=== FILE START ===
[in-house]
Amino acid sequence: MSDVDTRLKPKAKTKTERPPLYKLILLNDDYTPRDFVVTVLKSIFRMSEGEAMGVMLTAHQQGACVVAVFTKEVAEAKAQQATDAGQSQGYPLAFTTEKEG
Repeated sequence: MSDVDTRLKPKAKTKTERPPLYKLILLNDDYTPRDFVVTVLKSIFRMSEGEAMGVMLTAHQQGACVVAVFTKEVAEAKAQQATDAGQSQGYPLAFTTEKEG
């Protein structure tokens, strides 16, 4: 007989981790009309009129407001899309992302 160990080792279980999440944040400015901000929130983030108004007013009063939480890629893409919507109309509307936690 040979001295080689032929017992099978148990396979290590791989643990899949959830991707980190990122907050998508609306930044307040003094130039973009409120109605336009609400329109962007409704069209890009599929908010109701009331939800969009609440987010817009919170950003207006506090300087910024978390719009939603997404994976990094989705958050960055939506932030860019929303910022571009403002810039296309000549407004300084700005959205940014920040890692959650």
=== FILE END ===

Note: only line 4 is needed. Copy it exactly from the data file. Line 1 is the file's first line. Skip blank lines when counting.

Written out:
């Protein structure tokens, strides 16, 4: 007989981790009309009129407001899309992302 160990080792279980999440944040400015901000929130983030108004007013009063939480890629893409919507109309509307936690 040979001295080689032929017992099978148990396979290590791989643990899949959830991707980190990122907050998508609306930044307040003094130039973009409120109605336009609400329109962007409704069209890009599929908010109701009331939800969009609440987010817009919170950003207006506090300087910024978390719009939603997404994976990094989705958050960055939506932030860019929303910022571009403002810039296309000549407004300084700005959205940014920040890692959650």